THE BIGGEST and most outspoken names in the nuclear dispute took part in a passionate debate at the ICE this week.
The motion 'This house believes that the generation of electricity through nuclear energy in Europe should be abandoned' was proposed by Greenpeace chairman Professor Robin Grove-White and seconded by senior ICE vice president Mark Whitby.
Sir Bernard Ingham, secretary of pro nuclear lobby group Supporters of Nuclear Energy, opposed the motion, seconded by past chairman of the World Association of Nuclear Operators Remy Carle.
After presentations from each speaker comments were invited from the floor. The floor, dominated by engineers and nuclear enthusiasts, comprehensively voted against the motion, defeating it by 60 votes to 21.
Why revive nuclear? After 50 years of investment, no-one wants to buy into it. No-one is going to risk the money.
We have to think about the future.
Carbon dioxide emission targets can be achieved in three ways, first, through the prudent use of gas. Your average family saloon emits 190g CO 2/km and is grossly inefficient. A gas powered car is twice as efficient, and half as polluting.
The Government knows this is the way to go and an emissions linked duty on cars is not far away.
The second way will be to make our homes and businesses perform better. It is simple.
Changing all our homes to fluorescent light bulbs would save 11GW a year - equivalent to nine Sizewell Bs.
Finally we will put money into renewables. Just three offshore wind farms would generate enough power to replace all current nuclear plants. And then there's the Hydrogen fuel cell - the jet engine of the 2020s.
Nuclear has had £50M a year invested in it for decades.
Renewables deserve that too.
My contention is that engineers' hopes for new nuclear plants are empty and unrealistic. It is better to face reality, put the past behind us, and go into the future by looking elsewhere.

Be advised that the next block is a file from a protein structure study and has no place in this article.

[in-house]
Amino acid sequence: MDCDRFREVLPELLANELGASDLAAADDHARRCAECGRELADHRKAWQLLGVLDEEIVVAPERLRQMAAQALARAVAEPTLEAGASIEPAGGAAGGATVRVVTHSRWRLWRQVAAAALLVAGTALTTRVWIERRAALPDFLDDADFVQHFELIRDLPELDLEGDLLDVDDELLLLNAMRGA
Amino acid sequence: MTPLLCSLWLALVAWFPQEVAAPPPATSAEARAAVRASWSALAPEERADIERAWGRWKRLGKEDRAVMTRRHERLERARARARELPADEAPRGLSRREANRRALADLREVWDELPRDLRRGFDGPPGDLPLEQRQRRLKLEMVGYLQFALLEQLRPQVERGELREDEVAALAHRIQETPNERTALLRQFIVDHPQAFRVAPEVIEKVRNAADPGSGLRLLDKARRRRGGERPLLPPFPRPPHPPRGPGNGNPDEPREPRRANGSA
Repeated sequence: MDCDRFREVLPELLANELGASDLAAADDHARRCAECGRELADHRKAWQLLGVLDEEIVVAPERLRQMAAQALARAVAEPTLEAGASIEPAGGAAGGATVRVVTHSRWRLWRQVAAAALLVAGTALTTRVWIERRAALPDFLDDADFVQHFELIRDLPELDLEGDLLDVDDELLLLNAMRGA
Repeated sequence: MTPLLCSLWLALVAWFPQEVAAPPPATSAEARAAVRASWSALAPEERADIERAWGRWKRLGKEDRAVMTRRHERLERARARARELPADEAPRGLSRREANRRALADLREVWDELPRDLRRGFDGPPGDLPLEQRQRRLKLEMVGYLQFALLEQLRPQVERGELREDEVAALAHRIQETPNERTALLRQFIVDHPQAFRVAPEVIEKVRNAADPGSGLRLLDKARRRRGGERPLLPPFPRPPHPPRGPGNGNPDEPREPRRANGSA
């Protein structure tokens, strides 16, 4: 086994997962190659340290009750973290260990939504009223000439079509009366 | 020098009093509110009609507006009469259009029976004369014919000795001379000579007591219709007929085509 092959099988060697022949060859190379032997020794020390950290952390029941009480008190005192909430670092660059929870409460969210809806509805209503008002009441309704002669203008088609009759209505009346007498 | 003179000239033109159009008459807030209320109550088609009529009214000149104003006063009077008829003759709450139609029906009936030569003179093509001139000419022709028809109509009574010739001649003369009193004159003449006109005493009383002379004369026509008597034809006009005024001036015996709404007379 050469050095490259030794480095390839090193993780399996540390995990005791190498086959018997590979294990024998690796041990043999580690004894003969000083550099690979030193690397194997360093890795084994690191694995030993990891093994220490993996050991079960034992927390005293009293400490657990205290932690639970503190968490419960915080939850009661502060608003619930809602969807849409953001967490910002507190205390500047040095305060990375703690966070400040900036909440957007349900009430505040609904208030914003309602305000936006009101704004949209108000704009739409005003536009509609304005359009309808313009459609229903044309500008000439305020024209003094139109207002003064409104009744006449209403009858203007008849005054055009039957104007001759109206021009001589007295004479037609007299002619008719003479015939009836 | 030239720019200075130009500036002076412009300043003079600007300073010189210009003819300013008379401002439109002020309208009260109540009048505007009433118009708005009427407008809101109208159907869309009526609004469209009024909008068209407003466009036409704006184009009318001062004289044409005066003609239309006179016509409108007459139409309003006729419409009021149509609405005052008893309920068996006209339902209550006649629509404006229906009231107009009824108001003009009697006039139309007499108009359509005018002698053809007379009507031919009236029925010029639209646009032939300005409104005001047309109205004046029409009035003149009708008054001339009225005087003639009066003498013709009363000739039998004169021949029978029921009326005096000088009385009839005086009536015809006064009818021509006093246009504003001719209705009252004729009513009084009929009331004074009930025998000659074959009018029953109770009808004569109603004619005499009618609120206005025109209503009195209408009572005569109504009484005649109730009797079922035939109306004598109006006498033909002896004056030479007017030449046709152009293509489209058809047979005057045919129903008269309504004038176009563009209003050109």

Throughout the 1970s and 80s there were similar calls for new nuclear plant, but it did not happen.
Nuclear was only thriving under the protection of the state, and with privatisation in 1990 it got found out. It was shown up as monolithic, inflexible and risky, with long lead in times and vulnerability to political change.
Financial investors do not want to take on this risk. They want energy sources that are decentralised, flexible and that arouse less popular hostility. Post privatisation there are now better alternatives - offshore, solar, and combined heat and power.
The key argument used by the pro-nuclear camp is that nuclear involves no CO emissions. But consider the social reality.
A report from the Royal Commission on Environmental Pollution has shown that CO 2can be reduced by 60% by generating 50MW from nuclear. This would require the construction of 30 new plants. Where are you going to put them? There would be a public outcry and city investors would run a mile.
This debate reminds me of a letter I received when France was about to build its first nuclear plant.
'Please don't worry us with nuclear.
We already have electricity'.
Of course, it is not that simple.
Power has to be generated. And there is always a cost.
2is not a risk - it is a fact.
Coal is a heavy polluter. Gas may be twice as efficient, but then you have put all your eggs in one basket.
Yes, we have to make energy conservation efforts. But the only practical way of achieving this is tax - and what government is going to want to do that after recent events in France and the UK?
Chernobyl was bad. But do you ban all cars because of one careless driver? Since then, bodies like WANO have worked throughout Europe, providing safety advice and recommending improvements.
In France, renewable energy already supplies 15%. We have experimented a lot, and know that it is limited in terms of large scale generation.
We must not judge by emotion, but by consequence. If Europe could abandon nuclear, then fine.
But when nuclear runs out we will realise the limits of renewables and continue to burn fossil fuels.